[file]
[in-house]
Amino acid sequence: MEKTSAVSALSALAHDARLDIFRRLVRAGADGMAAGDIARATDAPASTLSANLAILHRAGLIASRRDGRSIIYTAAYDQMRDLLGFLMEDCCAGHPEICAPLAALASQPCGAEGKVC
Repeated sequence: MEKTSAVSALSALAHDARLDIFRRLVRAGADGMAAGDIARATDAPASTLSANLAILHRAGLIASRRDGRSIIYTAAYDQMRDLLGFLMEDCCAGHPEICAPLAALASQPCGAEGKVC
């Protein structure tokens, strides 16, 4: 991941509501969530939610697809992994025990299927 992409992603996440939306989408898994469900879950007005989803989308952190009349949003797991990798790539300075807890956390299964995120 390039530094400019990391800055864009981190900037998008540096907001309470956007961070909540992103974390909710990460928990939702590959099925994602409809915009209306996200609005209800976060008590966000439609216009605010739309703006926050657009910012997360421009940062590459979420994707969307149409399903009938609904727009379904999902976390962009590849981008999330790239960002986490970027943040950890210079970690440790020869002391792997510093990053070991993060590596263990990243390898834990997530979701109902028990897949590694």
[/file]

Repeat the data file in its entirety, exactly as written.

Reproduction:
[in-house]
Amino acid sequence: MEKTSAVSALSALAHDARLDIFRRLVRAGADGMAAGDIARATDAPASTLSANLAILHRAGLIASRRDGRSIIYTAAYDQMRDLLGFLMEDCCAGHPEICAPLAALASQPCGAEGKVC
Repeated sequence: MEKTSAVSALSALAHDARLDIFRRLVRAGADGMAAGDIARATDAPASTLSANLAILHRAGLIASRRDGRSIIYTAAYDQMRDLLGFLMEDCCAGHPEICAPLAALASQPCGAEGKVC
């Protein structure tokens, strides 16, 4: 991941509501969530939610697809992994025990299927 992409992603996440939306989408898994469900879950007005989803989308952190009349949003797991990798790539300075807890956390299964995120 390039530094400019990391800055864009981190900037998008540096907001309470956007961070909540992103974390909710990460928990939702590959099925994602409809915009209306996200609005209800976060008590966000439609216009605010739309703006926050657009910012997360421009940062590459979420994707969307149409399903009938609904727009379904999902976390962009590849981008999330790239960002986490970027943040950890210079970690440790020869002391792997510093990053070991993060590596263990990243390898834990997530979701109902028990897949590694």